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Know Your Members to Successfully Market Your Club

Kolbeck, Catherine

doi: 10.1249/FIT.0b013e3182a06108
COLUMNS: The Business Side

Catherine Kolbeck has 12 years of experience in the health and fitness industry, leading marketing and branding initiatives for corporate, commercial, and community fitness centers. In her role as director of marketing, she leads the development of strategic marketing planning for MediFit and its clients while directing the creation and delivery of tactical marketing across multiple channels. She has a B.A. in writing from DePauw University.

Disclosure: The author declares no conflicts of interest and does not have any financial disclosures.



With hundreds of operational details to manage each day at your club, where does the development and implementation of your marketing plan fall into the mix? Oftentimes, we do not stop to assess our membership base and determine why they are members or how we can leveragethem to help attract new members. With a measurable marketing plan in place, you can create marketing strategies and tactics that speak to your ideal target audiences; measure the efficacy of your marketing initiatives; and use your club staff and existing members to drive membership sales while engaging and retaining your existing members.

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It may seem obvious; yet marketing plan development starts with identifying your membership base. Who are your active members? Are your current active members your ideal target audience? Are they the most profitable members (i.e., dues plus personal training or other ancillary revenue)? Are they middle-aged women, young adults, or families? Assessing your club’s demographics and developing marketing strategies and tactics to attract each target audience, even with a limited marketing budget, can result in a larger, more committed, higher revenue generating membership base.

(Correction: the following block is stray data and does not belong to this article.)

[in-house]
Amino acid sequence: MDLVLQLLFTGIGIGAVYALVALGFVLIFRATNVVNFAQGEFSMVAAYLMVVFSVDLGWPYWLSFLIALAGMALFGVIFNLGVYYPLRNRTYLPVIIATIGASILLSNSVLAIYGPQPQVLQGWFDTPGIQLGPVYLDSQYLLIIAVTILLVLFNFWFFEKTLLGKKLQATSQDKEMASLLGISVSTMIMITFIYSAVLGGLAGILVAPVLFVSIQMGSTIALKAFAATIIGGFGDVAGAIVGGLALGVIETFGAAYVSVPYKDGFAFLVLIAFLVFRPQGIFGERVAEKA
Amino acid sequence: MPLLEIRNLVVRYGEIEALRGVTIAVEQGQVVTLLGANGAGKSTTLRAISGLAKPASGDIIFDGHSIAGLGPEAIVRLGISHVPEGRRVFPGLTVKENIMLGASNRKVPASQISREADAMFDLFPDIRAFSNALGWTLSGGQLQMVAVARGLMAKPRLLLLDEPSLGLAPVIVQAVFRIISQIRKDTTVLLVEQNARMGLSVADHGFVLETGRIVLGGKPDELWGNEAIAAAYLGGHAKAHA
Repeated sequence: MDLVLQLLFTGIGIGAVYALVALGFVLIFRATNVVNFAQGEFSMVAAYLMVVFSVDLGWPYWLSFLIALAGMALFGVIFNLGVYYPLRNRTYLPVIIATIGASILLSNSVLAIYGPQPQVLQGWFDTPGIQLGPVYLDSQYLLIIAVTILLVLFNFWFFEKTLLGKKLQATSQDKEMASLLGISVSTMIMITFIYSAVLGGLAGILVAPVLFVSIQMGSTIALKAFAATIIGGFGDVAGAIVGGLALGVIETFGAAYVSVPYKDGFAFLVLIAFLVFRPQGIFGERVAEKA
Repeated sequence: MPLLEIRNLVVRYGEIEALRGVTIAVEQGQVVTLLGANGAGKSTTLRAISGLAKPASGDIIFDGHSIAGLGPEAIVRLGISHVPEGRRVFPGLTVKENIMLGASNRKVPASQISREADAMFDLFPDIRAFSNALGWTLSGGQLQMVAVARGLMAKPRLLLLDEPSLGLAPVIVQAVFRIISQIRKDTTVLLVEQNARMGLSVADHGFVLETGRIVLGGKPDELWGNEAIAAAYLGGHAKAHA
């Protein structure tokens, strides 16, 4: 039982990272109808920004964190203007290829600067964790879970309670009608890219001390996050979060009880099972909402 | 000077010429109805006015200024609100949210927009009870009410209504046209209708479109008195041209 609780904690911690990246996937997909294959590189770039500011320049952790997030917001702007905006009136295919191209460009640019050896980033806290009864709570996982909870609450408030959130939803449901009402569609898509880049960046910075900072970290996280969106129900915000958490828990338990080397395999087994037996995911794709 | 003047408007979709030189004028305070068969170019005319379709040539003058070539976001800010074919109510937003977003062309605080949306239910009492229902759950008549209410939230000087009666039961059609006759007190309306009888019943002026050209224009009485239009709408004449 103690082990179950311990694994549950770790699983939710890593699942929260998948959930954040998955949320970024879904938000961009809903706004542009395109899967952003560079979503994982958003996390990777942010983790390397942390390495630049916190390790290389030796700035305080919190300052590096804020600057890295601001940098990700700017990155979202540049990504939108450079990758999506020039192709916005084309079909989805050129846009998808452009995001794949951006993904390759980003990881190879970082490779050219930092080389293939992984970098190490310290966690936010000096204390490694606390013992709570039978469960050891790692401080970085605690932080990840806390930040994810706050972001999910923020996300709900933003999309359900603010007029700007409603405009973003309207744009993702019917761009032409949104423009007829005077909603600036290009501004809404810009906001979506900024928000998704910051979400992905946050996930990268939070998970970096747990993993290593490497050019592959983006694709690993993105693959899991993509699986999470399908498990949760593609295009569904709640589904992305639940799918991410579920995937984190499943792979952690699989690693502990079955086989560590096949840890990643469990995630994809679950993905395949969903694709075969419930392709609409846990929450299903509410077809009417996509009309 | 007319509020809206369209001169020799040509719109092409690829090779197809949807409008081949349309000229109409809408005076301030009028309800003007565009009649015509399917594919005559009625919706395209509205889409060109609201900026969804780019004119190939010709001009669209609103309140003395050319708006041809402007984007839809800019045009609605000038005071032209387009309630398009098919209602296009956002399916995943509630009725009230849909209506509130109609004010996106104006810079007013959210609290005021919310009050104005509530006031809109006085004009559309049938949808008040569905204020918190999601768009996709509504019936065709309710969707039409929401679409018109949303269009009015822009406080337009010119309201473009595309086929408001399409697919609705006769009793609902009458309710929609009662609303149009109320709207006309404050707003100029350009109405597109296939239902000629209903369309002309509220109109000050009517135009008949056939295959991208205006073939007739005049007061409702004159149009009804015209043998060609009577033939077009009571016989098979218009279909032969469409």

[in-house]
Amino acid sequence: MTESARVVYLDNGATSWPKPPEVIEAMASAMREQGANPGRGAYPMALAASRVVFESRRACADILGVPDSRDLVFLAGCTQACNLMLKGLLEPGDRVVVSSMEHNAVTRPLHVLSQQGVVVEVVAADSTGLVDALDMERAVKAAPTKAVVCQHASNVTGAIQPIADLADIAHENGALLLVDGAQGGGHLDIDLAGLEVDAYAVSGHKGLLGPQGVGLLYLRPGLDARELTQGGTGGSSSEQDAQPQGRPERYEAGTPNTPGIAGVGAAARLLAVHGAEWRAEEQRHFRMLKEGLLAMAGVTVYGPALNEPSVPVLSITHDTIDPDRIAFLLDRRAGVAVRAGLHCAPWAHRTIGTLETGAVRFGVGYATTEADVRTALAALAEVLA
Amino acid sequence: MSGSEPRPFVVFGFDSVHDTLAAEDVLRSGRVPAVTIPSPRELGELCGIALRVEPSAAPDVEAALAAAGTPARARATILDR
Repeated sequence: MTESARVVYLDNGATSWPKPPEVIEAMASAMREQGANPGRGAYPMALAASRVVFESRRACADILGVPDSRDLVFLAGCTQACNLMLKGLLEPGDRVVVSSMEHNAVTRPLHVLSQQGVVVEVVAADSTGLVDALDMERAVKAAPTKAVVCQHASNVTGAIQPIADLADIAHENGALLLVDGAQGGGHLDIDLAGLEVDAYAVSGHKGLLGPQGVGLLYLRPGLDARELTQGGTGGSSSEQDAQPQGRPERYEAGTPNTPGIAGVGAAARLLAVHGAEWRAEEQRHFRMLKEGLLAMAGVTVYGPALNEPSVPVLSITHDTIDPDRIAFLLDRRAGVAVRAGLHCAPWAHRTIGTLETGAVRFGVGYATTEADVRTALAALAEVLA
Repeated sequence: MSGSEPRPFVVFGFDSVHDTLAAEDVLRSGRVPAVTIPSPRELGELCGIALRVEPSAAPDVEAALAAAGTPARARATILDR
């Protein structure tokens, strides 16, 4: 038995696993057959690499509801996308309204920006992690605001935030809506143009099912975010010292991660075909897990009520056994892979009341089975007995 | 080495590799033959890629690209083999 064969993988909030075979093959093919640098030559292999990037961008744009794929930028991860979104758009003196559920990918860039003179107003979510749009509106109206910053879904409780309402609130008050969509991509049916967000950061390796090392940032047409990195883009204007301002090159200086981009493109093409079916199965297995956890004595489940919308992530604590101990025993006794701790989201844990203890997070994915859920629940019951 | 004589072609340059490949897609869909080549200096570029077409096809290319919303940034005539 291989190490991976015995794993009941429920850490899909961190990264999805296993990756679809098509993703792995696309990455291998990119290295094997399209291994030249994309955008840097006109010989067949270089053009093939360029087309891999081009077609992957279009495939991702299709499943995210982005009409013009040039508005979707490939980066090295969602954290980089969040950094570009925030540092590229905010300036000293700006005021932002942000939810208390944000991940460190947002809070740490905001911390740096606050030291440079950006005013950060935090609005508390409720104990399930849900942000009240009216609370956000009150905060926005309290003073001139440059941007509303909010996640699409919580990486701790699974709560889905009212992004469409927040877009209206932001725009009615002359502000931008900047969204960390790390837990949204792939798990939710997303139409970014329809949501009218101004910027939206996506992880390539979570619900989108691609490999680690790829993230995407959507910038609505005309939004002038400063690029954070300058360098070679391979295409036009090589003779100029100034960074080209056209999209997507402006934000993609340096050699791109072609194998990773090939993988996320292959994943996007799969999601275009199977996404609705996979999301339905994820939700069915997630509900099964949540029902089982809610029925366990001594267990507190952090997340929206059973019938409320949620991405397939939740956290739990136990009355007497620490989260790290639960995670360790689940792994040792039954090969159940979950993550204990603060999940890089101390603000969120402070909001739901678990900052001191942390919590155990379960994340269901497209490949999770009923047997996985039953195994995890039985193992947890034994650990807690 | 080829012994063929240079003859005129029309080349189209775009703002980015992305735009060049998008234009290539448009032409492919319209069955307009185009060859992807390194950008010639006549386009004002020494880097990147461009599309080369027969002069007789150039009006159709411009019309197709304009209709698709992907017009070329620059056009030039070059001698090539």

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Even in this hyperconnected technology world, one-to-one relationship building can be one of your most successful marketing tactics. How do you leverage your existing members to help you recruit new members?

Start your relationship building with your staff. Encourage and reward your club staff for driving referrals and engaging members at the club. Consider turning your staff’s business cards into guest passes by printing a complimentary pass on the back of the card. To generate some friendly competition, offer monthly or quarterly contests for greatest number of referrals. Provide trainings on how to build genuine relationships with members. Offer staff talking points about your club’s programs or upcoming events. Demonstrate how to talk with members, for example, “you’ve realized great success here at the club. Have you thought about bringing a friend or family member who also may benefit from taking Zumba®?” Staff typically shy away from anything that seems sales oriented, thus it is important to position these staff-to-member communications as relationship-building opportunities.